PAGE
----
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Endoscopic Color Doppler Ultrasonographic Evaluation of Gastric Varices Secondary to Left-Sided Portal Hypertension.

Authors
  • Sato, Takahiro1
  • Yamazaki, Katsu2
  • Kimura, Mutsuumi3
  • Toyota, Jouji4
  • Karino, Yoshiyasu5
  • 1 Department of Gastroenterology, Sapporo Kosei General Hospital, Kita 3 Higashi 8, Chuo-ku, Sapporo 060-0033, Japan. [email protected] , (Japan)
  • 2 Department of Gastroenterology, Sapporo Kosei General Hospital, Kita 3 Higashi 8, Chuo-ku, Sapporo 060-0033, Japan. [email protected] , (Japan)
  • 3 Department of Gastroenterology, Sapporo Kosei General Hospital, Kita 3 Higashi 8, Chuo-ku, Sapporo 060-0033, Japan. [email protected] , (Japan)
  • 4 Department of Gastroenterology, Sapporo Kosei General Hospital, Kita 3 Higashi 8, Chuo-ku, Sapporo 060-0033, Japan. [email protected] , (Japan)
  • 5 Department of Gastroenterology, Sapporo Kosei General Hospital, Kita 3 Higashi 8, Chuo-ku, Sapporo 060-0033, Japan. [email protected] , (Japan)
Type
Published Article
Journal
Diagnostics
Publisher
MDPI AG
Publication Date
Jun 26, 2014
Volume
4
Issue
3
Pages
94–103
Identifiers
DOI: 10.3390/diagnostics4030094
PMID: 26852679
Source
Medline
Keywords
Language
English
License
Unknown

Abstract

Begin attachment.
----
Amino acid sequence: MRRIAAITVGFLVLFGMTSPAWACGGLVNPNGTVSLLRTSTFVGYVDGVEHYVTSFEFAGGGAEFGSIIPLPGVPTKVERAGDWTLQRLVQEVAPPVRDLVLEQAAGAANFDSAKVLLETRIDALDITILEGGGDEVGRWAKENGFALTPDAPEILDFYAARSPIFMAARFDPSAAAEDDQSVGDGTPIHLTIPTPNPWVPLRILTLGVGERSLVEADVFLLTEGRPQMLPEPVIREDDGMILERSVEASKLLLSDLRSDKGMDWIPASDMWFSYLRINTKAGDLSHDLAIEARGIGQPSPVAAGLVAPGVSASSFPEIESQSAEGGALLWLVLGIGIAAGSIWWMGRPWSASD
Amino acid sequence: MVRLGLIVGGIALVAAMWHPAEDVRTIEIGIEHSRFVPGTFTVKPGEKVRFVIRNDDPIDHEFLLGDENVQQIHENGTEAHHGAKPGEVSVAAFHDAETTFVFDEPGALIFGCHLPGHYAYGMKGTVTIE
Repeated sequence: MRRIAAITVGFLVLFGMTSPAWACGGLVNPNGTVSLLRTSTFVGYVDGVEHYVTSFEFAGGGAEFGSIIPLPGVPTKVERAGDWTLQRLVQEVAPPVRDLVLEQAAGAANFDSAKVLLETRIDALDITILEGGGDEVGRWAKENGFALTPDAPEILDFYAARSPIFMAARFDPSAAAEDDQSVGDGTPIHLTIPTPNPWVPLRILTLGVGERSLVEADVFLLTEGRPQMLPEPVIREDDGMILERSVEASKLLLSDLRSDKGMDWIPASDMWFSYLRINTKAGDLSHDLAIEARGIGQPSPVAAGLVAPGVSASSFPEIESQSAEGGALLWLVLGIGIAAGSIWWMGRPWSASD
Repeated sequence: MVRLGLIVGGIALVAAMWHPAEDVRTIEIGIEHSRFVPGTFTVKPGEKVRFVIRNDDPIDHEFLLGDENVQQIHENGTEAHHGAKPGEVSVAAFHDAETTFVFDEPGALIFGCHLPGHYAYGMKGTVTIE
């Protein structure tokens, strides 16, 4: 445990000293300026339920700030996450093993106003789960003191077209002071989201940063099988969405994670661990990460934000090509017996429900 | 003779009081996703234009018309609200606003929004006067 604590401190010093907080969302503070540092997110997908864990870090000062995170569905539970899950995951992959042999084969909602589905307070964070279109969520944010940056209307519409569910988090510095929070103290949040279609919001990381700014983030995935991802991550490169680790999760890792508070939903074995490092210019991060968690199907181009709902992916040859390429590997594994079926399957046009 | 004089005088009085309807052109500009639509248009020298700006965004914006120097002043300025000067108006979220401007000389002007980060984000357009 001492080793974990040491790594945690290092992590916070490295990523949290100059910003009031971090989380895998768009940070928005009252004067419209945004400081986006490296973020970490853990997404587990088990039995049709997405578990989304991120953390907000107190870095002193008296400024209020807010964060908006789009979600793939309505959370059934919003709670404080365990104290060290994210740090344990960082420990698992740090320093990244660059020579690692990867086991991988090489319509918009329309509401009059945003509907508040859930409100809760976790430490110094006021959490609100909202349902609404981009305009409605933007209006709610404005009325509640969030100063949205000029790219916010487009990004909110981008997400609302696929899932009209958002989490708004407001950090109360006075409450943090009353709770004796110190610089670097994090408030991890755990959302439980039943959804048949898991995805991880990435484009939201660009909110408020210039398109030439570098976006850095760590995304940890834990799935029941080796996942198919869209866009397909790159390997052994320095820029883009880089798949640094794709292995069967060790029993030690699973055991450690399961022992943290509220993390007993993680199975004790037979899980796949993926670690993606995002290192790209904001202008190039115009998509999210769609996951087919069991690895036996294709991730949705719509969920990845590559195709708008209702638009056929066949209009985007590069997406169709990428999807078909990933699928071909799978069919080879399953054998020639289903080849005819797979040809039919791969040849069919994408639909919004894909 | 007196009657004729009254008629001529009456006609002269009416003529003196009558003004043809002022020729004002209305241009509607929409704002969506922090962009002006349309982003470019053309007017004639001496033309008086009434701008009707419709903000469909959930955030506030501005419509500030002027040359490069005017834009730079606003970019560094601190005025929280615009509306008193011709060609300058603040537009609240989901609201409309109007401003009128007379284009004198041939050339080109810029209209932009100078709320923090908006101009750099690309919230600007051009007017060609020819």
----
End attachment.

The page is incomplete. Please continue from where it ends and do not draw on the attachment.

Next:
Gastric varices that arise secondary to the splenic vein occlusion can result in gastrointestinal hemorrhaging. Endoscopic color Doppler ultrasonography (ECDUS) was performed in 16 patients with gastric varices secondary to splenic vein occlusion. This study retrospectively evaluated the role of ECDUS in the diagnosis of gastric varices secondary to splenic vein occlusion. Thirteen patients had co-existing pancreatic diseases: 8 with chronic pancreatitis, 4 with cancer of the pancreatic body or tail and 1 with severe acute pancreatitis. Of the remaining 3 patients, 1 had myeloproliferative disease, 1 had advanced gastric cancer, and the third had splenic vein occlusion due to an obscure cause. The endoscopic findings of gastric varices were: variceal form (F) classified as enlarged tortuous (F2) in 12 cases and large, coil-shaped (F3) in 4 cases, and positive for erosion or red color sign of the variceal surface in 4 cases and negative in 12 cases. ECDUS color flow images of gastric variceal flow clearly depicted a round fundal region at the center, with varices expanding to the curvatura ventriculi major of the gastric body in all 16 cases. The velocities of F3 type gastric varices were significantly higher than those of the F2 type. The wall thickness of varices positive for erosion or red color sign was significantly less than the negative cases. I conclude that ECDUS color flow images of gastric variceal flow depicted specific findings of gastric varices secondary to splenic vein occlusion at the round fundal region at the center, with varices expanding to the curvatura ventriculi major of the gastric body.

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